Thursday, January 29, 2009

Wall Street Bonuses Sixth Largest on Record

Where most Americans work, bonuses are paid to employees who perform exceptionally well and the employer has had a profitable year. Not on Wall Street:
Despite crippling losses, multibillion-dollar bailouts and the passing of some of the most prominent names in the business, employees at financial companies in New York, the now-diminished world capital of capital, collected an estimated $18.4 billion in bonuses for the year. That was the sixth-largest haul on record, according to a report released Wednesday by the New York State comptroller.
In fact, the total bonuses paid on Wall Street for the worst year since brokers began hurling themselves out the window in 1929 totaled "about... as much as they did in 2004, when the Dow Jones industrial average was flying above 10,000, on its way to a record high."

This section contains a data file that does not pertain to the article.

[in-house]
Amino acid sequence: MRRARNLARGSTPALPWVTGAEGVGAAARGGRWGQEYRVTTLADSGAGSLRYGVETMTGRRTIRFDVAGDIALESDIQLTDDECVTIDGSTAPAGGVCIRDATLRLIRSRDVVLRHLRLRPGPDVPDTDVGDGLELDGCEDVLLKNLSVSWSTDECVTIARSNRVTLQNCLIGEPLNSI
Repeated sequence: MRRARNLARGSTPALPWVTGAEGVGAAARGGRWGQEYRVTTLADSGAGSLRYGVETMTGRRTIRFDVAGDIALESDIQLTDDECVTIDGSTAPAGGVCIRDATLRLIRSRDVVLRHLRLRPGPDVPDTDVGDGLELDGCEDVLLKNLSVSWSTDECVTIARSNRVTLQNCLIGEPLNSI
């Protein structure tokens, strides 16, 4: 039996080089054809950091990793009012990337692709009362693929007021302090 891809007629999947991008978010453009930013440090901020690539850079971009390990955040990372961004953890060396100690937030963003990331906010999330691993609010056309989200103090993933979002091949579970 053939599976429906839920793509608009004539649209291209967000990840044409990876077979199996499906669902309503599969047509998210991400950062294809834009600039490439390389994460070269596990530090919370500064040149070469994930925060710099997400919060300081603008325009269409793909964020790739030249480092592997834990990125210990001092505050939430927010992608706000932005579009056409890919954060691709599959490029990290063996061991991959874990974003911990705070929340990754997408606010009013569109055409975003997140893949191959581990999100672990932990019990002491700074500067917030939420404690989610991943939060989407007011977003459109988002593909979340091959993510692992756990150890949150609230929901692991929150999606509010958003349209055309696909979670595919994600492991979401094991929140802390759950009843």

Don't think for a moment the financial wizards who brought us to the brink of economic ruin are grateful. "A poll of 900 financial industry employees released on Wednesday by, a job search Web site, found that while nearly eight out of 10 got bonuses, 46 percent thought they deserved more."


Anonymous said...

How does this pertain to Pensacola Beach?

Anonymous said...

Aren't there a lot of trust fund kids on Pensacola Beach? I met several last summer. They better open their latest broker's statement and try to read it, if they can.